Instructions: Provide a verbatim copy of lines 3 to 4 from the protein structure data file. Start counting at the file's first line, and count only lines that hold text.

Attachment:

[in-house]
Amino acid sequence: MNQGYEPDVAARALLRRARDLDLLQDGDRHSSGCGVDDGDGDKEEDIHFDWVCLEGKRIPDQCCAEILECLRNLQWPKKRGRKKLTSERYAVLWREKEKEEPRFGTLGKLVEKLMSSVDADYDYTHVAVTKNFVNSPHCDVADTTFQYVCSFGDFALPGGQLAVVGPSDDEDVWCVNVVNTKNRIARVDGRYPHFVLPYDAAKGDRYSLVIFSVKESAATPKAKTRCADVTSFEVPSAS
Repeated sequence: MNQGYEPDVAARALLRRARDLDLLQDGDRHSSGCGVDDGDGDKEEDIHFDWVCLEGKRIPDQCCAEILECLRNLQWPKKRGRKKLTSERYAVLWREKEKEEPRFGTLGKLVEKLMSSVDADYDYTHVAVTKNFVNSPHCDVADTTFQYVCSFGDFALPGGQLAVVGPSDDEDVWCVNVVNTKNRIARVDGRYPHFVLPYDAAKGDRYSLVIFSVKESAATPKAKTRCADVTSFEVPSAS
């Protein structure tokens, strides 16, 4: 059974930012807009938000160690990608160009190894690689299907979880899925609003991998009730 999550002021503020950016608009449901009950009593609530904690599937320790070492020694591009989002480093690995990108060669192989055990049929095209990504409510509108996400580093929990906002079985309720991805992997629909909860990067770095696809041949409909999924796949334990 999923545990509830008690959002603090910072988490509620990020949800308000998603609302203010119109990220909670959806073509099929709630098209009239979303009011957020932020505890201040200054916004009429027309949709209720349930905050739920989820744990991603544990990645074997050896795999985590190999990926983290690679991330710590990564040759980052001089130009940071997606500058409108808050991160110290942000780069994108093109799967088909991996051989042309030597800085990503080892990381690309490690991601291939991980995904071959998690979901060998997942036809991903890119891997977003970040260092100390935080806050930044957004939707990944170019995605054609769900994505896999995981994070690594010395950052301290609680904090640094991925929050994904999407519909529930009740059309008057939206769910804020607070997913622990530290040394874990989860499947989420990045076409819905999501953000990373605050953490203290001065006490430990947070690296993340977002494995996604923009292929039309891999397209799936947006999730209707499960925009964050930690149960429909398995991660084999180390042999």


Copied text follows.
Repeated sequence: MNQGYEPDVAARALLRRARDLDLLQDGDRHSSGCGVDDGDGDKEEDIHFDWVCLEGKRIPDQCCAEILECLRNLQWPKKRGRKKLTSERYAVLWREKEKEEPRFGTLGKLVEKLMSSVDADYDYTHVAVTKNFVNSPHCDVADTTFQYVCSFGDFALPGGQLAVVGPSDDEDVWCVNVVNTKNRIARVDGRYPHFVLPYDAAKGDRYSLVIFSVKESAATPKAKTRCADVTSFEVPSAS
């Protein structure tokens, strides 16, 4: 059974930012807009938000160690990608160009190894690689299907979880899925609003991998009730 999550002021503020950016608009449901009950009593609530904690599937320790070492020694591009989002480093690995990108060669192989055990049929095209990504409510509108996400580093929990906002079985309720991805992997629909909860990067770095696809041949409909999924796949334990 999923545990509830008690959002603090910072988490509620990020949800308000998603609302203010119109990220909670959806073509099929709630098209009239979303009011957020932020505890201040200054916004009429027309949709209720349930905050739920989820744990991603544990990645074997050896795999985590190999990926983290690679991330710590990564040759980052001089130009940071997606500058409108808050991160110290942000780069994108093109799967088909991996051989042309030597800085990503080892990381690309490690991601291939991980995904071959998690979901060998997942036809991903890119891997977003970040260092100390935080806050930044957004939707990944170019995605054609769900994505896999995981994070690594010395950052301290609680904090640094991925929050994904999407519909529930009740059309008057939206769910804020607070997913622990530290040394874990989860499947989420990045076409819905999501953000990373605050953490203290001065006490430990947070690296993340977002494995996604923009292929039309891999397209799936947006999730209707499960925009964050930690149960429909398995991660084999180390042999």